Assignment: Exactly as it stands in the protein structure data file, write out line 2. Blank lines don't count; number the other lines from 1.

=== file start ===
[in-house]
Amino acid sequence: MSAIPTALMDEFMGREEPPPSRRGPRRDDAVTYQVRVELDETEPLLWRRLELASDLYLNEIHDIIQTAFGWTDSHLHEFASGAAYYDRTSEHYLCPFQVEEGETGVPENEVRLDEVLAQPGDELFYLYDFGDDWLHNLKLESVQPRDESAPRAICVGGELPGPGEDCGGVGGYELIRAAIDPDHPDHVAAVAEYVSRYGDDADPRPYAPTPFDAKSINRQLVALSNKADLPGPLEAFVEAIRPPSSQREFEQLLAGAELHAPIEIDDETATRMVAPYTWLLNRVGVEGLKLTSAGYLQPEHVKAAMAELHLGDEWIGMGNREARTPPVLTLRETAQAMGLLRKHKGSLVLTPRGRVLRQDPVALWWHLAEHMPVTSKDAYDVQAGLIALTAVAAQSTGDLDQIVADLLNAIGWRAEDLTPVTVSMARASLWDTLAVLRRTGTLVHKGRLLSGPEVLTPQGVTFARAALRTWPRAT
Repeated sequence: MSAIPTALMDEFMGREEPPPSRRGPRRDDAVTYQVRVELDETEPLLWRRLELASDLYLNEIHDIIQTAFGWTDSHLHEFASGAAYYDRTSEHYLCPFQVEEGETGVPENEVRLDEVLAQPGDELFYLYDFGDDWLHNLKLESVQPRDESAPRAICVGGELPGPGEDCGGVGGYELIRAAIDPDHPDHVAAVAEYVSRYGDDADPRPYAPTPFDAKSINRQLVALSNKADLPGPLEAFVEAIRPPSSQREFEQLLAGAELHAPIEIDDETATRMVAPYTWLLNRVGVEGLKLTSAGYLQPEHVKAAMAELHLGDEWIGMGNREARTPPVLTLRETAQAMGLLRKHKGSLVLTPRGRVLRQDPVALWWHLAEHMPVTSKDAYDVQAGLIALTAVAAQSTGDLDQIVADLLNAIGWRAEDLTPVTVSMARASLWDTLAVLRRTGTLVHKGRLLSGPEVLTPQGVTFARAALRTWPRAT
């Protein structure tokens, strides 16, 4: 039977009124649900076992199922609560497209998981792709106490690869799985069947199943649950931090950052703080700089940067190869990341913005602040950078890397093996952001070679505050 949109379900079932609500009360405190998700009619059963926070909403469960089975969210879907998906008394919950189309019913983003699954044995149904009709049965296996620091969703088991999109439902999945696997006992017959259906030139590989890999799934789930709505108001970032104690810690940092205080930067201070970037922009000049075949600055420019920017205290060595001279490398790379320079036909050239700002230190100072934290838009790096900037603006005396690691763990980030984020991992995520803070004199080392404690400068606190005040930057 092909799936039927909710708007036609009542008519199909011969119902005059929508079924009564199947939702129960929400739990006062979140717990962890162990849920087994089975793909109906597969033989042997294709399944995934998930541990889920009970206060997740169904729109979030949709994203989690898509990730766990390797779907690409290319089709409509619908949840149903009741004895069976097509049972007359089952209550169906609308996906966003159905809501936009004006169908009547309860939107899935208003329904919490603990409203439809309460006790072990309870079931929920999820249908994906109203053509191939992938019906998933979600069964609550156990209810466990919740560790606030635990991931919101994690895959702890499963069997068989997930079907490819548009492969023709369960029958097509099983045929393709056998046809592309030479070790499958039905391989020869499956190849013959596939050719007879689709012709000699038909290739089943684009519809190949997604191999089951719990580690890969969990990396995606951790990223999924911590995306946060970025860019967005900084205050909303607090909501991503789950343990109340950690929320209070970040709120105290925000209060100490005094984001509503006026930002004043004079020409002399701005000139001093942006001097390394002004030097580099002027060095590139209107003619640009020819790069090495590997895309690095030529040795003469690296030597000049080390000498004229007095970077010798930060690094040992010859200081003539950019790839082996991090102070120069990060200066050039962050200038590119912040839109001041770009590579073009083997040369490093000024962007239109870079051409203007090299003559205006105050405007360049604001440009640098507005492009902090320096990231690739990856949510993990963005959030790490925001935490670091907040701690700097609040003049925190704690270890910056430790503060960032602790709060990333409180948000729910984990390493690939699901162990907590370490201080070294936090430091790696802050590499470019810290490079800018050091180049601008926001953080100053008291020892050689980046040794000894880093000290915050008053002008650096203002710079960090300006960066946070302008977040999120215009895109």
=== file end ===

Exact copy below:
Amino acid sequence: MSAIPTALMDEFMGREEPPPSRRGPRRDDAVTYQVRVELDETEPLLWRRLELASDLYLNEIHDIIQTAFGWTDSHLHEFASGAAYYDRTSEHYLCPFQVEEGETGVPENEVRLDEVLAQPGDELFYLYDFGDDWLHNLKLESVQPRDESAPRAICVGGELPGPGEDCGGVGGYELIRAAIDPDHPDHVAAVAEYVSRYGDDADPRPYAPTPFDAKSINRQLVALSNKADLPGPLEAFVEAIRPPSSQREFEQLLAGAELHAPIEIDDETATRMVAPYTWLLNRVGVEGLKLTSAGYLQPEHVKAAMAELHLGDEWIGMGNREARTPPVLTLRETAQAMGLLRKHKGSLVLTPRGRVLRQDPVALWWHLAEHMPVTSKDAYDVQAGLIALTAVAAQSTGDLDQIVADLLNAIGWRAEDLTPVTVSMARASLWDTLAVLRRTGTLVHKGRLLSGPEVLTPQGVTFARAALRTWPRAT